Do you often work late nights or weekends, and feel burnt out as a result? Or do you feel stressed at work because you simply have too much on? If that sounds familiar, then this post is for you.
Three weeks ago, I offered to share what I knew about Goal Mapping with a handful of peers (one of which is a development manager) and, to my surprise, 2 out of 5 drew their goal map with a big clock bang the middle of it to illustrate that their main goal is to have more time. More time to spend with their families, and doing the things they enjoy outside of work.
Then last month I came across a survey on CodeProject showing that the TOP thing developers wanted for Christmas is a better work/life balance, which reminded me of this LinkedIn thread about how to avoid working late nights which I had come across about a year ago! A pattern emerges.
Now, you get paid for X number of hours, and if you work outside that then that’s up to you. This is where a bit of time management can help, but what does that mean in practical term?
Here are my 7 top tips which I gleaned from my own training and experience, and tips which I’ve picked up from the developers I’ve worked with too.
- Live your life by the principles of the Urgent VS. Important matrix (see below). Pro tip: Print out a large version of this matrix and, before you start on a new task, write down where it belongs on the matrix. If you discover that it’s NOT important and NOT urgent, then just don’t do it. Cross if off your list and move onto the next thing.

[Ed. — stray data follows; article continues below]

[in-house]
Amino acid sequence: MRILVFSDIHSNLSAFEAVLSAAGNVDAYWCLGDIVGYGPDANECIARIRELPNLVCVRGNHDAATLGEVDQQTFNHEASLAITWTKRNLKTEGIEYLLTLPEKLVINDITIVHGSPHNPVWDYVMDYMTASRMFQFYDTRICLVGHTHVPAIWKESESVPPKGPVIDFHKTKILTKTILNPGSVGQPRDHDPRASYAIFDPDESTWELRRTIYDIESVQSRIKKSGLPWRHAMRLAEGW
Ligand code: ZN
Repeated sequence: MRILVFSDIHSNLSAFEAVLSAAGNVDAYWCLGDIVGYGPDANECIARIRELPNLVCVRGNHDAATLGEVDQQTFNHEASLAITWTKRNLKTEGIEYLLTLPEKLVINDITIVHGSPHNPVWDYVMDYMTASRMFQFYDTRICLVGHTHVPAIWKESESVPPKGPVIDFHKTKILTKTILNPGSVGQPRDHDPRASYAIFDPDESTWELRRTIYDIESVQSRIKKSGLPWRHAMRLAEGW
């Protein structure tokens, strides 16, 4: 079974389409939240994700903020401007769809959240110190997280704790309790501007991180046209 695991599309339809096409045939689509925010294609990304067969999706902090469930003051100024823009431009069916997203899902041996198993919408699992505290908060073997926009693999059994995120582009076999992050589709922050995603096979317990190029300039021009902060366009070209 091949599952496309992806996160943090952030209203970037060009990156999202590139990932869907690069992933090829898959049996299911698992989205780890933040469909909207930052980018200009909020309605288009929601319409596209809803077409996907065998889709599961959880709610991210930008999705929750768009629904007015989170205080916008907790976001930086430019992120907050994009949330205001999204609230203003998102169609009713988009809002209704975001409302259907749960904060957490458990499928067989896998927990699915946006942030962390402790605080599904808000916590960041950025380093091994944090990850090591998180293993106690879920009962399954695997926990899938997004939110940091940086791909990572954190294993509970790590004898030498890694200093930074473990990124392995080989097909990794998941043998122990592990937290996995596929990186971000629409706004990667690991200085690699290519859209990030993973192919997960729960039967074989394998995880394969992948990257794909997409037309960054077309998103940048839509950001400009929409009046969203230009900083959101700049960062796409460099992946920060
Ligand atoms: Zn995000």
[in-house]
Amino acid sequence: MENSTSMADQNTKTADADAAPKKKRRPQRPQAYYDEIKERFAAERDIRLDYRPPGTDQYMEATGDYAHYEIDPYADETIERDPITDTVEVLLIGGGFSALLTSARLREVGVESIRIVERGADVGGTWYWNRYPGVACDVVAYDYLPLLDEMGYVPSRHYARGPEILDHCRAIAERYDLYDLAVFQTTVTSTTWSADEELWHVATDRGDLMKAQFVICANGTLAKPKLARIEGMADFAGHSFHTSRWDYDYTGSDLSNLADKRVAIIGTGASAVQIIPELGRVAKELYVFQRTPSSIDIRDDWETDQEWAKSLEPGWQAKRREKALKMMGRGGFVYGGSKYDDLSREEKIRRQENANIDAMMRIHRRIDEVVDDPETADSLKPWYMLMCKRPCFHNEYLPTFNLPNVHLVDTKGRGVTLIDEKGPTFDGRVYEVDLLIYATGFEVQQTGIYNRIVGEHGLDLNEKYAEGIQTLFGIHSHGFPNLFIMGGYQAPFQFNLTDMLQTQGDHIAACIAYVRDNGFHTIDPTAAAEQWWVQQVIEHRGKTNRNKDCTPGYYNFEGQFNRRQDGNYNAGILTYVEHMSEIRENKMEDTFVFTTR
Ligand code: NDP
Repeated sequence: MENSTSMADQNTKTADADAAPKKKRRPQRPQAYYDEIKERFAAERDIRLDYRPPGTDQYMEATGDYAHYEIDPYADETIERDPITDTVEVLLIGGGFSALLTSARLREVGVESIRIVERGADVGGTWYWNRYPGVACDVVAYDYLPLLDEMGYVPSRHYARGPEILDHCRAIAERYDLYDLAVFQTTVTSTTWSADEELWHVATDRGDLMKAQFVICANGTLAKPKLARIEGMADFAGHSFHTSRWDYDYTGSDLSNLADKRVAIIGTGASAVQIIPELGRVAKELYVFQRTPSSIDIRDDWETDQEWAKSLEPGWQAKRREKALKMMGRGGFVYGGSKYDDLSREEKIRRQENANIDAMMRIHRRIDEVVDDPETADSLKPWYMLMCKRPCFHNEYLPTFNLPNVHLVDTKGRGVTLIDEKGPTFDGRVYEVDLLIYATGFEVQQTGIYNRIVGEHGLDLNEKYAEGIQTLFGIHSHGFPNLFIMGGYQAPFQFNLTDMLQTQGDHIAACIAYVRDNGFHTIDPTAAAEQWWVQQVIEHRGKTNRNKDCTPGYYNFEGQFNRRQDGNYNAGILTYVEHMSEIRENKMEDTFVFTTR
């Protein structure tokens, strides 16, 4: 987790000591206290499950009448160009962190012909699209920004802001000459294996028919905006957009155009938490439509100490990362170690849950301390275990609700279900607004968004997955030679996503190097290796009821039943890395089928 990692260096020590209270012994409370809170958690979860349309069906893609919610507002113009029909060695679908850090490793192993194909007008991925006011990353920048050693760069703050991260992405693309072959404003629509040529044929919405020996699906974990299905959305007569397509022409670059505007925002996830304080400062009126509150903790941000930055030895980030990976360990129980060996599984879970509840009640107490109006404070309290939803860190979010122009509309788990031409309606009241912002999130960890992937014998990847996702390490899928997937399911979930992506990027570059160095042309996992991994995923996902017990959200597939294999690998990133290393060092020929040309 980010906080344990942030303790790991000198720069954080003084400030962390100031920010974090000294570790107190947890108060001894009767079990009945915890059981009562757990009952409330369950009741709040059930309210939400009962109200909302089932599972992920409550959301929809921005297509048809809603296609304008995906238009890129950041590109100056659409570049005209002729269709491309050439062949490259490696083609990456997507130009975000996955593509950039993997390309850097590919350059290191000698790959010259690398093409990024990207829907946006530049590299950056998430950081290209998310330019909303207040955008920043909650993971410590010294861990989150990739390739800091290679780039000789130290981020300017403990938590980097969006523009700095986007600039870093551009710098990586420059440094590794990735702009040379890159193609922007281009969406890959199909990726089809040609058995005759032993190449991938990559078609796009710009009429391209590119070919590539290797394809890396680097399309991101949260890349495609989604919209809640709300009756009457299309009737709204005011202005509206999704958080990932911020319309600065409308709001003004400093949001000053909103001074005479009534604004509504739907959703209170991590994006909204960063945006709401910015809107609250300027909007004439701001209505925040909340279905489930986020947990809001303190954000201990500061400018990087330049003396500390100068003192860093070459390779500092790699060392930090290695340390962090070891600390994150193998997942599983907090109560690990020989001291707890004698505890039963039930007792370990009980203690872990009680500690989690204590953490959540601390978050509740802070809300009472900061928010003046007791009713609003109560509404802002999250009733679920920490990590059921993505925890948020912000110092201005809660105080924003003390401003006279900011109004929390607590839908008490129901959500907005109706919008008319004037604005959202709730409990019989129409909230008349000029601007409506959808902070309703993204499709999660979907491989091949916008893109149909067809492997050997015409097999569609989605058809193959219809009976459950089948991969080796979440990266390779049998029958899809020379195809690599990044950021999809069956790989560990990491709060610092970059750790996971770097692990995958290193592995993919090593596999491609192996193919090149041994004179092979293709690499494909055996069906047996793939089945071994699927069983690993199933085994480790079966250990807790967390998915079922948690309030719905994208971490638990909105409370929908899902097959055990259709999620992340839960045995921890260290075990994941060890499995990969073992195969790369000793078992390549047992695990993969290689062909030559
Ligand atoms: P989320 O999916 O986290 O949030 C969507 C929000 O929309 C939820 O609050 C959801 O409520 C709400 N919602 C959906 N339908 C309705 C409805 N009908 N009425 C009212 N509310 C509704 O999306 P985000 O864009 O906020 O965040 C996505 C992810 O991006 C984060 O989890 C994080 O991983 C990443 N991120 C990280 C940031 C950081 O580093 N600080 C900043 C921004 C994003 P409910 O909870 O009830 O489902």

- Set expectations right in the first place: give realistic estimates and don’t promise too much. This one is tough, and lots of thought and discussion have been devoted to the subject (particularly the topic of software development estimates) – there’s a great thread on Quora which summarises a lot of it – but it’s an incredibly valuable skill. Work on it.
- Make sure your management knows that you have more tasks than one person can realistically be expected to manage in a reasonable period of time. If you keep on working long hours and getting things done and projects are on time as a result, then how is the management supposed to know that there is a problem? Managers can’t solve a problem if they don’t know it exists, so be sure to communicate.
- Share your knowledge around so that you’re not the only one who can do certain tasks, and then delegate when you can.
- If poor project management is the cause of the problem, then raise a flag and point this out (But be constructive, and even offer a solution if you can! This isn’t about blame, it’s about doing great work). A well-managed project does not require overtime. Since it’s going to affect you, you might as well make sure that the schedule is reasonable.
- To make sure that you have a personal life, have a proper schedule for activities outside of work. For example, on Monday evenings, you have an appointment with the gym; Tuesday evening is dedicated to your spouse or kids; on Wednesday evening at 7pm, it’s guitar practice time and nothing else; on Thursday evening at 6:30pm, you have an appointment at the pub with your friends and nothing will get in the way, etc. You get the idea. You have a fully booked schedule outside of work which is taken just as seriously as your schedule at work.
- And if you’re now working smart (see point 1, 2, 3, 4, and 5) during normal hours and are still being asked to do more on a regular basis, and your management doesn’t care if you’ve had to work all night, then it’s time to start looking for a new job somewhere else.
If you start by following these 7 principles, you’ll be off to a very good start indeed. Of course, if you’re already trying some of these, or have other approaches that work for you, I’d love to hear them! Given that I have at least a few colleagues who are trying to work at this, I want to give them plenty of approaches to try.
May 2014 be the year you achieve your aim for a better work/life balance!